J.C. Cervantes brings an action-packed end to ‘The Storm Runner’ trilogy, with an explosive conclusion to the Maya gods saga that will push its protagonist Zane to the limits of survival. The Rick Riordan Presents novel follows up the recent publications with another surefire hit that manages to succinctly wrap up a complicated tale of deceit and double-crossing, while pushing the characters beyond personal limits.

The main character Zane Obispo is the son of Maya god Hurakan. Zane has learned to accept the reality of being a godborn, a child of the gods and part human, and uses his abilities to recruit other godborns to fight off the evil gods Camazotz and Ixkik who are bent on ruling the world.

To make matters worse for Zane and his friends Brooks, Quinn, and his uncle Hondo, the other Maya gods have disappeared, thanks to a duplicitous scheme by Camazotz and Ixkik. Alone and outnumbered Zane and his friends must outsmart powerful enemies while trying to rescue the lost gods and save the world.

‘The Storm Runner’ series has been a thrill-ride read from the first page to the last, and as I dove into The Shadow Crosser, I wondered how Cervantes was going to bring her series to a close. Would a hero need to die? Would I be disappointed with the ending? No, of course not! This is the Rick Riordan Presents book and every single title since the first publication to now has consistently brought forth stories that may be geared to the Middle-grade readers but are actually fantastic tales of myth, folklore, and faith that make every reader appreciate how incredible the many faiths are that inhabit this planet. J.C Cervantes has blended action, supreme character development, teenage angst, and a magical tale of Maya gods into three books that once a reader starts, they will not want to stop.

In The Shadow Crosser we see the final chapter of the story as well as closure for many lovable characters. Zane gets his rewards and his challenges as the story begins and he is pushed to his limits. Zane was born with one leg that is shorter than the other. This ‘disability’ was the key to his godly powers, and by the time readers dive into The Shadow Crosser one will not see the handicap, but rather how a teenager has used his birth defect to his advantage. We see the typical teenage issues with hormones and relationships, but Cervantes doesn’t bog Zane’s development down in the minefield of teen love. Of course, Zane and Brooks would have a strong relationship, that could be predicted from the first book, but the way Cervantes develops this relationship is not only sweet but has a genuine feel of reality in a supernatural world.

My favorite character of the series is Uncle Hondo. Hondo started off as the weird uncle who would wrestle a demon and then eat flaming hot Cheetos. His evolution over the series to The Shadow Crosser has the perfect growth. Hondo has no godly abilities, but he will not run from a fight, and often seeks to be right beside his nephew when the demons come to battle. As Zane and his friends attempt a complicated journey across time, they need someone to be their anchor in the present world, and there is no one better for that job then Hondo. He may act macho, but Hondo is not a gun-toting madman. Rather, we get a character who would do anything for his family, and even put himself in danger to ensure the safety of others. Hondo is the person you want to be friends with. He brings comfort to the story, and helps the reader find their place in this truly magical story.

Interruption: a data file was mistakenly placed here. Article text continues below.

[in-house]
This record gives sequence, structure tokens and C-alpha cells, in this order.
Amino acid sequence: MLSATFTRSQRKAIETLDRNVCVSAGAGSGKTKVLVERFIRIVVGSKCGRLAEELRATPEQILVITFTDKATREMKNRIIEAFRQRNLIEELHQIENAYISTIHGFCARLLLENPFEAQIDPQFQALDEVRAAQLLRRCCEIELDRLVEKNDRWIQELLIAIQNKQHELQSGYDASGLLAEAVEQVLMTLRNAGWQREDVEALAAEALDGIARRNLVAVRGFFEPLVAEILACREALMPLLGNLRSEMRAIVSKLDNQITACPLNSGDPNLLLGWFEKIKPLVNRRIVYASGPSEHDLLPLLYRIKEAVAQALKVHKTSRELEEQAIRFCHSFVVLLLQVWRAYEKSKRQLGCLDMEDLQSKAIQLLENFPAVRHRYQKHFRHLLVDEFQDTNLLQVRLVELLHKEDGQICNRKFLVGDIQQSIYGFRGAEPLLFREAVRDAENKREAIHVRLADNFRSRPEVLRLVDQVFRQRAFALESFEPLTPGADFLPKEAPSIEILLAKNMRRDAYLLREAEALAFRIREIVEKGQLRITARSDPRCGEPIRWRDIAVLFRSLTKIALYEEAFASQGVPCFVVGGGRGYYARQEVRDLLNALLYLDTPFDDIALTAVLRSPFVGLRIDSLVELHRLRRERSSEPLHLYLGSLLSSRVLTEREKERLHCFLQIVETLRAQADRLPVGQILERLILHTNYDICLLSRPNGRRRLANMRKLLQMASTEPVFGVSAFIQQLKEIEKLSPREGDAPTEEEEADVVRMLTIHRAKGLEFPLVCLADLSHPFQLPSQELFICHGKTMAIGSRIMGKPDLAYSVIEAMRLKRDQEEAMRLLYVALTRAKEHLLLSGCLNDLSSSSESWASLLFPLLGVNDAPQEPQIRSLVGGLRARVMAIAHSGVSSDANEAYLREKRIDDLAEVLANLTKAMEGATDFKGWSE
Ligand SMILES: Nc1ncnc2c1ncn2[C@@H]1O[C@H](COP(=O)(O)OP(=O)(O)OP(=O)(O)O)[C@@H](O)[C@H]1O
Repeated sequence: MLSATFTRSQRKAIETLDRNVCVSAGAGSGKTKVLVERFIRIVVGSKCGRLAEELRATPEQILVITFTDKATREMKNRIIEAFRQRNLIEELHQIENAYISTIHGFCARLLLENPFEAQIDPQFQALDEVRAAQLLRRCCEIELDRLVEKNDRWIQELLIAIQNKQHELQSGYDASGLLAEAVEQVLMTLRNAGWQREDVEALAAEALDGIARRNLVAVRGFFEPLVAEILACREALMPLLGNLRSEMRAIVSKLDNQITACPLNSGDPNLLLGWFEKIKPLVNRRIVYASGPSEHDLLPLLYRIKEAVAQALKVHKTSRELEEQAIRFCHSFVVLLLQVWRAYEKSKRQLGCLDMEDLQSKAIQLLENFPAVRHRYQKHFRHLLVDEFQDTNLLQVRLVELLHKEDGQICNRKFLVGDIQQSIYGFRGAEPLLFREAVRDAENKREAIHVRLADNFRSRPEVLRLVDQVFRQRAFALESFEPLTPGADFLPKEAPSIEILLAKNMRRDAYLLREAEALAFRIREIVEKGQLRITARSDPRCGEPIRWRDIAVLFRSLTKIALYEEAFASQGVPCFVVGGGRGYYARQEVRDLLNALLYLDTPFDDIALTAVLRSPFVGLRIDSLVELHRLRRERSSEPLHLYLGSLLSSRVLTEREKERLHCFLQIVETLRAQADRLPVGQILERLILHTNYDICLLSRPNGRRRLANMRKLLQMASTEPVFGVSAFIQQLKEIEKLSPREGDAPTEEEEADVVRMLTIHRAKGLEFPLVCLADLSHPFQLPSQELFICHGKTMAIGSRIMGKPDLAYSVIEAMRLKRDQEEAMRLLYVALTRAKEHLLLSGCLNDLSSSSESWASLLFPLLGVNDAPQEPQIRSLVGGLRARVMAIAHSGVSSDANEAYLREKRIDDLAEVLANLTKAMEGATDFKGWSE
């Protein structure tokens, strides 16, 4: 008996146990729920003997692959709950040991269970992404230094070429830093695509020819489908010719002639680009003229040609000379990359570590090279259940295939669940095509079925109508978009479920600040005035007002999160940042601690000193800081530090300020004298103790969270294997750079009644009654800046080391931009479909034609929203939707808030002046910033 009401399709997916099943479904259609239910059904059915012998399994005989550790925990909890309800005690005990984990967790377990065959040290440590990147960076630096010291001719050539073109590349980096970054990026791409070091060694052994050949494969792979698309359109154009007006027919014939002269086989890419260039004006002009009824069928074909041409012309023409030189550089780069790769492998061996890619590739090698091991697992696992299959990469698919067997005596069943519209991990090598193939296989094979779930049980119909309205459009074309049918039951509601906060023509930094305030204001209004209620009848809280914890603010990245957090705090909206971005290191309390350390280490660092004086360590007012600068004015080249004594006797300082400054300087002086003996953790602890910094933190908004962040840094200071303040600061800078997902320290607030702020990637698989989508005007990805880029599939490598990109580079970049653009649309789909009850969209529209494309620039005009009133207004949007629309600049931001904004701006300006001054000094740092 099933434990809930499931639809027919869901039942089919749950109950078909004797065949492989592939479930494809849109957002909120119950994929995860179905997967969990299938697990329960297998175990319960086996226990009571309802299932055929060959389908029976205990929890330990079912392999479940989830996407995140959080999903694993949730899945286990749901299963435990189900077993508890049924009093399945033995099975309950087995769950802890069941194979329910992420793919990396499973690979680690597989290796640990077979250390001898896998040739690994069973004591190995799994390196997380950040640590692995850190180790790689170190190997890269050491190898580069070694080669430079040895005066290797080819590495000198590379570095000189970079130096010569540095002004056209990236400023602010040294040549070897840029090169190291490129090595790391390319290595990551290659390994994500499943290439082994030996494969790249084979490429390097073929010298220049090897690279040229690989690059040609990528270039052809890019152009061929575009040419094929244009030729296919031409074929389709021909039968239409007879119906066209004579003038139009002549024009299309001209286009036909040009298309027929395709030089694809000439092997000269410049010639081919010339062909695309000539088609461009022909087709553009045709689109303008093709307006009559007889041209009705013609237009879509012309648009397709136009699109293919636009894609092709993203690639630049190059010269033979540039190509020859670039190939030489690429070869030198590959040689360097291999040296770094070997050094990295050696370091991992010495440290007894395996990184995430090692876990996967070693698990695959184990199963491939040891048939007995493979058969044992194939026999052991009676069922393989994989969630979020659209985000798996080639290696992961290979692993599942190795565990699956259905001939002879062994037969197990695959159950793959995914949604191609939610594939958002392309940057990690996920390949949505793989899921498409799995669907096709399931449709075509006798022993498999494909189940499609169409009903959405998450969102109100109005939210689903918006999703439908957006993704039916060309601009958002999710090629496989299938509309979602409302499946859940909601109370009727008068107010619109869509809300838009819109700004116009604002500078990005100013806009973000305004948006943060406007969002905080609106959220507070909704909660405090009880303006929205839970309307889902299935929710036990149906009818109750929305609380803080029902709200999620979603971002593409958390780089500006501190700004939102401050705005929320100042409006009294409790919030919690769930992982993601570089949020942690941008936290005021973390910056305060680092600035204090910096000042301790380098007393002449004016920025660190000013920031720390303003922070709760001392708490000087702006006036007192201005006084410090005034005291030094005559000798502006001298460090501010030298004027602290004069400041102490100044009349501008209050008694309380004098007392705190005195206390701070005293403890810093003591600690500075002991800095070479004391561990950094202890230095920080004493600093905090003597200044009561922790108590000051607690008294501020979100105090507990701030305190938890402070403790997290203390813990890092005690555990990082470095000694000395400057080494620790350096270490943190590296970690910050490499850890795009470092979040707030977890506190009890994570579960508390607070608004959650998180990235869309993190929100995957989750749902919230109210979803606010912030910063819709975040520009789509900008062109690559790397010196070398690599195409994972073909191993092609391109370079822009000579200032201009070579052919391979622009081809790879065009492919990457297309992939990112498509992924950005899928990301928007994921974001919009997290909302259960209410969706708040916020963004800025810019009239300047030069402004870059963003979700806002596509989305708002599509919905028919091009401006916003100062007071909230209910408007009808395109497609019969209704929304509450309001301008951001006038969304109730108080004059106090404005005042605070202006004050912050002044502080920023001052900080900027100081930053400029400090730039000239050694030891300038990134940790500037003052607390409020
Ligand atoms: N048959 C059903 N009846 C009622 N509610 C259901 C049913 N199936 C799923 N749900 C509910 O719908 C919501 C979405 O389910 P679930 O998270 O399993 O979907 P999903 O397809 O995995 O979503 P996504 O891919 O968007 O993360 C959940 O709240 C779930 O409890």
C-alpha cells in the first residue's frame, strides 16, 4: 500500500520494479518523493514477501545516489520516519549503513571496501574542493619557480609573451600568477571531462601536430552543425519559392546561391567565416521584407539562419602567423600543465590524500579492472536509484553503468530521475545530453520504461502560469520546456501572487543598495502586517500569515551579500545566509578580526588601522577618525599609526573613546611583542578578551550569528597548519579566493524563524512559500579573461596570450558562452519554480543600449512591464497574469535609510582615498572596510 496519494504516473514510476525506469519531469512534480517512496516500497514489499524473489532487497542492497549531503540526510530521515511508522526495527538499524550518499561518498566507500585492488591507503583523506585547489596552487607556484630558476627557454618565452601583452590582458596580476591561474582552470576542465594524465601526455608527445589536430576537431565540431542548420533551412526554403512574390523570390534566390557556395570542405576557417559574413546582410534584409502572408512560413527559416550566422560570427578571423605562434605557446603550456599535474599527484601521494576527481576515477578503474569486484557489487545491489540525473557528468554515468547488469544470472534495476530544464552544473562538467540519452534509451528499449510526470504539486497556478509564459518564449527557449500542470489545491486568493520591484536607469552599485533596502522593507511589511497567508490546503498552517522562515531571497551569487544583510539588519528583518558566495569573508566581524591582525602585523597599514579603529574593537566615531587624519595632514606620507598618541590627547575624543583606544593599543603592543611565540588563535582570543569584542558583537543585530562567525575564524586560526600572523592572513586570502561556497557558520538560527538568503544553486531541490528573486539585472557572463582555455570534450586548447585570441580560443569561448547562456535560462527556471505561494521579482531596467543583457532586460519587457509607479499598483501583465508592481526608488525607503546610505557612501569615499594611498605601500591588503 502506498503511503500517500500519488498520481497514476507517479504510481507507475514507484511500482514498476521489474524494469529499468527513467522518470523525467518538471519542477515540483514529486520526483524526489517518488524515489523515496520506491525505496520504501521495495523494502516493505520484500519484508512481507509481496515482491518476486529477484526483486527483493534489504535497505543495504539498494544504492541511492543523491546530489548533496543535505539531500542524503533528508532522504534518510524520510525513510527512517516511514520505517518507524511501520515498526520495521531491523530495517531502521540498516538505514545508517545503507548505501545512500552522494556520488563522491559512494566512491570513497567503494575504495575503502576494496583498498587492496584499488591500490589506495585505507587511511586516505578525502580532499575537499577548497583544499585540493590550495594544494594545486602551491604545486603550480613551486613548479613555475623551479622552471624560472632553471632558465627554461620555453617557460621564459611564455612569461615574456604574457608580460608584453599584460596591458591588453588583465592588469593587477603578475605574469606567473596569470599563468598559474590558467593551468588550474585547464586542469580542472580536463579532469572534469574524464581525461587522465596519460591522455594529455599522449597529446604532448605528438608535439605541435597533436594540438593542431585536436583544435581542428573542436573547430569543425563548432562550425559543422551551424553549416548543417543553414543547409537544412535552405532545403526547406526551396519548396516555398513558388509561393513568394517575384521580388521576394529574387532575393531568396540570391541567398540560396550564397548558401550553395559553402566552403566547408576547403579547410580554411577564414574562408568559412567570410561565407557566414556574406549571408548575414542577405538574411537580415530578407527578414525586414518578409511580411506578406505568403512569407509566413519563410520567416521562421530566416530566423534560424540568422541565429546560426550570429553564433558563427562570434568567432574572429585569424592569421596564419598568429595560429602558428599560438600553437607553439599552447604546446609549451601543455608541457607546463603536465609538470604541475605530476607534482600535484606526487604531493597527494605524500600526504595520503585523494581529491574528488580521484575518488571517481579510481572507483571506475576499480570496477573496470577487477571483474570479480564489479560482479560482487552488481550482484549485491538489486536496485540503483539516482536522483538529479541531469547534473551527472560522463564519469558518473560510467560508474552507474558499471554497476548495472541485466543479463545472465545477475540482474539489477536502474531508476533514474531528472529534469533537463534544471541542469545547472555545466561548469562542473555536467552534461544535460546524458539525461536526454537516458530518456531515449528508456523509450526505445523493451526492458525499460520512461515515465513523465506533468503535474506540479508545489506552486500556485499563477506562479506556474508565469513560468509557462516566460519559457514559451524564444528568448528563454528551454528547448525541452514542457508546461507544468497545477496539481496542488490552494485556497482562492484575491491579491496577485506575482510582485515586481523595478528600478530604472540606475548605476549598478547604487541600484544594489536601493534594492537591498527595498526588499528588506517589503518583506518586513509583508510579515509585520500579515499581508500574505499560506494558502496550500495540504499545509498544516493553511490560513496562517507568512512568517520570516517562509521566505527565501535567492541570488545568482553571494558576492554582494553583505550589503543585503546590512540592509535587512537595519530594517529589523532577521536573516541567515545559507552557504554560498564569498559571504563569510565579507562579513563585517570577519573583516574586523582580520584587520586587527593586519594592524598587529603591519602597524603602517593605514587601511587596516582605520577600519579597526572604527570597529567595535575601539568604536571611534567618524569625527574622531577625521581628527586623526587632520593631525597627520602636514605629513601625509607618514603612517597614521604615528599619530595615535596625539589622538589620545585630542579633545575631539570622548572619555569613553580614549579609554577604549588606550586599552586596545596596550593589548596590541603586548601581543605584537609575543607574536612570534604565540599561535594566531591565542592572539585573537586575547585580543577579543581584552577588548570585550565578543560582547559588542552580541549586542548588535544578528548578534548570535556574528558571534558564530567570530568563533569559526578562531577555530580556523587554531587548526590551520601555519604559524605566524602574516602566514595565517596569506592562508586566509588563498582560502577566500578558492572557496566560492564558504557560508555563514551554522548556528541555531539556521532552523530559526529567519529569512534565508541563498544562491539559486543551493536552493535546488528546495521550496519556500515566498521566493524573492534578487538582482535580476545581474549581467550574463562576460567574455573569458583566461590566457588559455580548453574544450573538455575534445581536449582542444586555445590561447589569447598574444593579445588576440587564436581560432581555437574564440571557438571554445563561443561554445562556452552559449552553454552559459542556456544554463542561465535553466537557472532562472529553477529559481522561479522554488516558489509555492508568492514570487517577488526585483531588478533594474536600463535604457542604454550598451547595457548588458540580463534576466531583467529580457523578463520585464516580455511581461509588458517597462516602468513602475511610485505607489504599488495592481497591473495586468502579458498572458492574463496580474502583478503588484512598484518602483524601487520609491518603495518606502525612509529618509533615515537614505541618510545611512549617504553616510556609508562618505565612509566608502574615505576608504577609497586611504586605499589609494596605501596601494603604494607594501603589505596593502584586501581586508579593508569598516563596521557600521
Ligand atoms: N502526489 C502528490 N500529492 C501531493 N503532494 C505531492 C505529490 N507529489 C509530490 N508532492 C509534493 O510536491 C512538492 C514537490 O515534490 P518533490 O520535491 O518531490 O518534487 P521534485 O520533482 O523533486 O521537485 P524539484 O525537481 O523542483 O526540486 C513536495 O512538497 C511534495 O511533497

Most mythological novels deal with how the gods of the story are remembered and usually focus on how the fables and myths often don’t tell the real story. J.C. Cervantes makes an incredible statement about history and memory during Zane’s final battle. When the god Ixkik talks to Zane about how she burned the history books, she mentions that she not only burned the books, but that she burned truth itself. This declaration by the villain is phenomenal and is a perfect talking point to the interpretation of how often history and legends are chronicled. This statement also reminds readers how easy it is to lose the truth about an event when there is no documentation.

Lastly, Cervantes has always presented the Maya gods in a unique way. Besides the villains Camazotz and Ixkik, she writes the rest of the gods, the parents of the godborns, in a fresh way. Yes, they are filled with arrogance and contempt for humans, but the gods are likeable. The Maya gods have the capability to learn and grow. Supreme and all powerful as the Maya gods are, even supreme beings can and should be willing to learn.

By the end of The Shadow Crosser readers will be deeply satisfied and content with what happens to our hero characters. Cervantes has wrapped up the story well, but she does leave enough wiggle room for more journeys in Zane Obispo’s world. I would be glad to go on another adventure with the godborns any day.

The Shadow Crosser is a four-star conclusion that will leave readers smiling that the journey is over but hoping for another adventure to come.